California’s jump to fifth place in the world ranking represents an increase of more than $100 billion from 2016. The Golden State now ranks above the economies of United Kingdom, India, France, Brazil, Italy and Canada, according to the California Department of Finance.
Much of the credit goes to California’s robust environment, population diversity and range of climates that promote a strong agriculture industry according to Kadee Russ, associate professor of economics at the University of California, Davis.
“California has done a good job of growing its university system that promotes innovation, but also provides technology to other industries, for example the agriculture sector,” said Russ.
The state’s agriculture industry saw crop receipts of over $46 billion in 2016 – the most recent figures available – and at least $100 billion for the economy in activity associated with farming, according to the California Department of Food and Agriculture.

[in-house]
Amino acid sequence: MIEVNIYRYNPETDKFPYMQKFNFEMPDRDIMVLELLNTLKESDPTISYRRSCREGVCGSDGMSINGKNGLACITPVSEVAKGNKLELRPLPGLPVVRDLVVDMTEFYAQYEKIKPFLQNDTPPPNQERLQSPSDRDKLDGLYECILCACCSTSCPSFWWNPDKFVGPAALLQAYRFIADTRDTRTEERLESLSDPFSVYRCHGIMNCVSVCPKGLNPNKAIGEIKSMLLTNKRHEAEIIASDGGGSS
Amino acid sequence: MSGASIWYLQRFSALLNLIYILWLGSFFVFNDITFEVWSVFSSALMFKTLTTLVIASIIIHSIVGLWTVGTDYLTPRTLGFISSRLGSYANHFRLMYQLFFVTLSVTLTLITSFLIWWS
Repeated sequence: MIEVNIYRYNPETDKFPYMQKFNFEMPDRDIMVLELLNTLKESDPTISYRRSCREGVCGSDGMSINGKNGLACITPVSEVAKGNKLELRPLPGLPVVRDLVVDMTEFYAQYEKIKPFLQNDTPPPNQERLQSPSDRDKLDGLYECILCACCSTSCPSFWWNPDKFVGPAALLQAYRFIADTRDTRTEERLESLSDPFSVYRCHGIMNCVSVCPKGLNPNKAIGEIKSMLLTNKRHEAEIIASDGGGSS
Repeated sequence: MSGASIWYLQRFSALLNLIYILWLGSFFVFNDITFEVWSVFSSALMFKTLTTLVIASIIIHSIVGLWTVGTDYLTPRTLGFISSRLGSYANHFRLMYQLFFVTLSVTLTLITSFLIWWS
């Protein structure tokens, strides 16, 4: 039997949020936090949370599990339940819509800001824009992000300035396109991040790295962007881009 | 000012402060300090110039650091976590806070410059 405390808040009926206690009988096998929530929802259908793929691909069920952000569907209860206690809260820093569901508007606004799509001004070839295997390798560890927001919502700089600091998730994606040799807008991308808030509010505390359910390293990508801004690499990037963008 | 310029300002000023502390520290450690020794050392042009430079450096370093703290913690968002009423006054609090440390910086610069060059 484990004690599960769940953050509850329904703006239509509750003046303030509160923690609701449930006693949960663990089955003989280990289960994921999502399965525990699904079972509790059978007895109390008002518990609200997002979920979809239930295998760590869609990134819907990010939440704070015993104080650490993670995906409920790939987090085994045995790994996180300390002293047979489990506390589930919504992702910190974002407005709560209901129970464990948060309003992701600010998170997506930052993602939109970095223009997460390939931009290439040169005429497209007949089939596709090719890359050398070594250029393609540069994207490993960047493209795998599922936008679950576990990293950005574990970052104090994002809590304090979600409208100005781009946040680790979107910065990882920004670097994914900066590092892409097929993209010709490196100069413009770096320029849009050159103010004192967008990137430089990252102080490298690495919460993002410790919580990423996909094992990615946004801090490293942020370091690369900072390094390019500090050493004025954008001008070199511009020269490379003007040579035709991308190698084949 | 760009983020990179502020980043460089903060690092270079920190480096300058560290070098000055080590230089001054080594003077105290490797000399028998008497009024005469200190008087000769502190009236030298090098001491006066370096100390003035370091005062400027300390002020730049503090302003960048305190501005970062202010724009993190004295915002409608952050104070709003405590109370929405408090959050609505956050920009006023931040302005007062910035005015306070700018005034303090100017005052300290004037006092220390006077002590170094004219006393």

What can’t be ignored is California sits on the epicenter of the high-tech boom said William Yu, economist at UCLA Anderson School of Management.
“It’s easy to say they’ve done well,” said Yu. “For example, Apple’s operating profit margins last reported were $88 billion. That’s not all $88 billion that was produced in California, but a majority of that was here. That’s one tech company who contributes to the state's GDP. And that's not to mention Facebook, Google are here as well.”
California's economy was ranked fifth in the world in 2002, but slipped to the 10th spot by the end of the Great Recession.
Fortunately, the state is bouncing back, Yu said, and both rural and coastal regions are catching up to their pre-recession status in terms of real estate activity. That also contributes to the state’s economic engine.
The state’s Department of Finance ranked California based on data from the International Monetary Fund, World Economic Outlook Database.
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